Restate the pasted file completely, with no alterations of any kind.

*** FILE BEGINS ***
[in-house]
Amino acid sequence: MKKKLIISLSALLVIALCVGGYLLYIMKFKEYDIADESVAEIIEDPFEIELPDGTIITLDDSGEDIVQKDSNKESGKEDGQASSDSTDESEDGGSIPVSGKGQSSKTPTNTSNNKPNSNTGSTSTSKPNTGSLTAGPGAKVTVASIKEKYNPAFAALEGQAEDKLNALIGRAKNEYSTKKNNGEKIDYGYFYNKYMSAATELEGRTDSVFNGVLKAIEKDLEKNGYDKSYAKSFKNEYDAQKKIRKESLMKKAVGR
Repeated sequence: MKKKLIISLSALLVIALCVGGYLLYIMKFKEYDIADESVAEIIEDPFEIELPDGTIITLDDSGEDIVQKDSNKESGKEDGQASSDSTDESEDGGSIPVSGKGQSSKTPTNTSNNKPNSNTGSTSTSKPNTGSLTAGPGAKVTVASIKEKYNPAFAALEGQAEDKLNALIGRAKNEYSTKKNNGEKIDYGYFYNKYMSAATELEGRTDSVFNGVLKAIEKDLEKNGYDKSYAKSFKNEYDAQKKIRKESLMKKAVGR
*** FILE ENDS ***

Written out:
[in-house]
Amino acid sequence: MKKKLIISLSALLVIALCVGGYLLYIMKFKEYDIADESVAEIIEDPFEIELPDGTIITLDDSGEDIVQKDSNKESGKEDGQASSDSTDESEDGGSIPVSGKGQSSKTPTNTSNNKPNSNTGSTSTSKPNTGSLTAGPGAKVTVASIKEKYNPAFAALEGQAEDKLNALIGRAKNEYSTKKNNGEKIDYGYFYNKYMSAATELEGRTDSVFNGVLKAIEKDLEKNGYDKSYAKSFKNEYDAQKKIRKESLMKKAVGR
Repeated sequence: MKKKLIISLSALLVIALCVGGYLLYIMKFKEYDIADESVAEIIEDPFEIELPDGTIITLDDSGEDIVQKDSNKESGKEDGQASSDSTDESEDGGSIPVSGKGQSSKTPTNTSNNKPNSNTGSTSTSKPNTGSLTAGPGAKVTVASIKEKYNPAFAALEGQAEDKLNALIGRAKNEYSTKKNNGEKIDYGYFYNKYMSAATELEGRTDSVFNGVLKAIEKDLEKNGYDKSYAKSFKNEYDAQKKIRKESLMKKAVGR